I leaf my way through the stack of local newspapers when I get home to Kamsack.  I have done it religiously going back to the mid-1980s when I returned for the first time from university in Saskatoon.

Mom and Dad are great about resisting the urge to toss the growing pile of yellowed newsprint in the garbage until both Doug and I have had a chance to go through them.

There were two items, apart from the one celebrating Dad's volunteer efforts in the community, that really jumped out to me.  One was the obituary for John Friday, a fellow who was quite a bully when we were little.  Playing football on the site that is now the RCMP detachment, likely in 1979 or 1980, he bullied us for the last time as I finally pushed back, and punched a few times.  Seeing that he is gone reminds me that he was somebody's son, brother, father and grandfather.  He was only 45.

The other was the obituary for Lawrence.  He was always around, from the time I was knee-high to a grasshopper, the local Mr. Fix-It who had every tool under the sun and the skill to fix or build pretty much anything.  A lifelong bachelor, Lawrence was always friendly, eternally helpful and a fixture in the community.  It seems surreal that he is gone, though he lived a good long life passing away at 84.


It was so nice to see everyone, smiling, talking, reconnecting.  It was great to see Dad doing incredibly well.  Here are a few pictures that are worth sharing that capture brilliantly the spirit of the three days we spent in Kamsack.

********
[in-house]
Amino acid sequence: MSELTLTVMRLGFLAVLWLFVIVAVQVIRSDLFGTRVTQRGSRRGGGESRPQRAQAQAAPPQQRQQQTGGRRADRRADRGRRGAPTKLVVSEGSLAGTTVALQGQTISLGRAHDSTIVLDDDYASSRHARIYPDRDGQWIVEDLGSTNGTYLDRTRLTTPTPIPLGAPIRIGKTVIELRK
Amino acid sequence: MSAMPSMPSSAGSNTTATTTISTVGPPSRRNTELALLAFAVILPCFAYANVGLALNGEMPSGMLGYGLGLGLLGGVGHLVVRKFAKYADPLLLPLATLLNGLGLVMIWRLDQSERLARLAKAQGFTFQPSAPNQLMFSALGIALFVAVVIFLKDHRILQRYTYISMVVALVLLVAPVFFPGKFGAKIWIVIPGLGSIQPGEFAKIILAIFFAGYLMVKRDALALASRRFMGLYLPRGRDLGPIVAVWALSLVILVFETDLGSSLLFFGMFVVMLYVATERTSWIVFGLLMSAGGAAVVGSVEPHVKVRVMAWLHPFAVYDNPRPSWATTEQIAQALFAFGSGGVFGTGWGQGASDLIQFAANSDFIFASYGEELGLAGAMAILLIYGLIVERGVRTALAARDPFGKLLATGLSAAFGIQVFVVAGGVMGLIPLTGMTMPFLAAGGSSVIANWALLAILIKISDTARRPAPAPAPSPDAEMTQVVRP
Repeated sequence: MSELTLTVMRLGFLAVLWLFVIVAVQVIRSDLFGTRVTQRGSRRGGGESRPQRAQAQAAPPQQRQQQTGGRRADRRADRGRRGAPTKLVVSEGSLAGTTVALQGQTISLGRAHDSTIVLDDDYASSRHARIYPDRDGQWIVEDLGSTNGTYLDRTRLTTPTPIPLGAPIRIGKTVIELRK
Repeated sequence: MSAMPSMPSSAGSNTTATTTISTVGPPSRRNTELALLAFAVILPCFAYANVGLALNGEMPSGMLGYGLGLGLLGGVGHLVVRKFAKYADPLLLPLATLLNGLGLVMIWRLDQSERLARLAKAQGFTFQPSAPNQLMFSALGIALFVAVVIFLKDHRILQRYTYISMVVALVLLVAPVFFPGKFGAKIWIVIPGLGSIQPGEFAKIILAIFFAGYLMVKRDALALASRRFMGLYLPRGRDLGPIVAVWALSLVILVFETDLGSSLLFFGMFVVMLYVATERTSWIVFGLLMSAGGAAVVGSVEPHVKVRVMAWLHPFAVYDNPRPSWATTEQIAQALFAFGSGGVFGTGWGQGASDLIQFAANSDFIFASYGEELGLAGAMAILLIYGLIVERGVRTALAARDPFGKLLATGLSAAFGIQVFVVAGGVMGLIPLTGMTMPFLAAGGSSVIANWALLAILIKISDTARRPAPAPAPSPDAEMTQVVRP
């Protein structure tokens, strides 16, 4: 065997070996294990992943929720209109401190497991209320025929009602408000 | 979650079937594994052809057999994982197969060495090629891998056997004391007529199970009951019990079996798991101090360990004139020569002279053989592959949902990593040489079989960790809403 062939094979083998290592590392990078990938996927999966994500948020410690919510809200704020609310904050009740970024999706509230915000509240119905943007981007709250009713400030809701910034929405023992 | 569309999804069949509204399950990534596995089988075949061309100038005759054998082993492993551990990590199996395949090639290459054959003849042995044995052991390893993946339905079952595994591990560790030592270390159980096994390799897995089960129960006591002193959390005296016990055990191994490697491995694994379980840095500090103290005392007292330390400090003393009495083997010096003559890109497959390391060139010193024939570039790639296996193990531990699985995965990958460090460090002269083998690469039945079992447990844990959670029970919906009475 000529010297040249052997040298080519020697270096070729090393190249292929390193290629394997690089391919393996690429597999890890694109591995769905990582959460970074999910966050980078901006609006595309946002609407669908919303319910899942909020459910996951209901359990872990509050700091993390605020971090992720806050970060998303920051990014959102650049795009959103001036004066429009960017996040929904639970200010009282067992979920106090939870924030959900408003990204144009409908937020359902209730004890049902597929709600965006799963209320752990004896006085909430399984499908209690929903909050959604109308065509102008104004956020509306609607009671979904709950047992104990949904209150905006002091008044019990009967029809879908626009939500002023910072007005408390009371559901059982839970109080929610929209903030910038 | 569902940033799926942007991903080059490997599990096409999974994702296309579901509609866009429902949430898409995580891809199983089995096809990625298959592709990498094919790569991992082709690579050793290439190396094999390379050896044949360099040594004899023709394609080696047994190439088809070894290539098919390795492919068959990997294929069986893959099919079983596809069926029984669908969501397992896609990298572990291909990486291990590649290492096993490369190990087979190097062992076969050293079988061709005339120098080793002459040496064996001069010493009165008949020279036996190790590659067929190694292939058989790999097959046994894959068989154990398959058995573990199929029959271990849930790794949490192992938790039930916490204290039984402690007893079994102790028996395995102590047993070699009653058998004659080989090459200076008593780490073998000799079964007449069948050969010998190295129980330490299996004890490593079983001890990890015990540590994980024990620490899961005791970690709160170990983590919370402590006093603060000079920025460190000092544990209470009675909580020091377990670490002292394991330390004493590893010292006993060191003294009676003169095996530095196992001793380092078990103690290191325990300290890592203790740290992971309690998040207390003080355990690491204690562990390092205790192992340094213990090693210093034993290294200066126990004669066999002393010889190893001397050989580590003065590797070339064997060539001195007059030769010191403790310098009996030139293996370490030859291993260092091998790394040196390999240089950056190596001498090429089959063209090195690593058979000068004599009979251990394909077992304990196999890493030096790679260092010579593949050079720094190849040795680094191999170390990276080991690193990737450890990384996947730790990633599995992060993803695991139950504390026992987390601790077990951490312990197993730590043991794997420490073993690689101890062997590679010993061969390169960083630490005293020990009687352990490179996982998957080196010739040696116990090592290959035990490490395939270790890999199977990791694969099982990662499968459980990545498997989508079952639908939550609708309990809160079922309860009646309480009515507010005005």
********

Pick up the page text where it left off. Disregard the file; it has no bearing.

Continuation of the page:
Uncle Lloyd, Shelley and Aunty Lydia
Heather with Anwyn; Dylan and Henry; Ben, Anwyn and Kade; Sophia and Maggie, Dylan and Maggie

Malisa, Greg and Jana; Kade, Dylan and Doug; Kim and Keith; Doug, Mom, Kade and Dad


We have established a summer tradition with the Wagner side of the family that we convene in a new location each year.  As Michael and Kathryn had recently made a big move to Calgary and in respect of the latter being great with child, we decided to use their home as a base of operation for a number of outings in the area.  High flying fun at Calaway Park, fishing on the Bow, playing games and exploring the Glenbow Museum were some of the highlights of our few days in Cowtown.

Julia loved the day at Calaway Park. I enjoyed the fishing in the trout pond.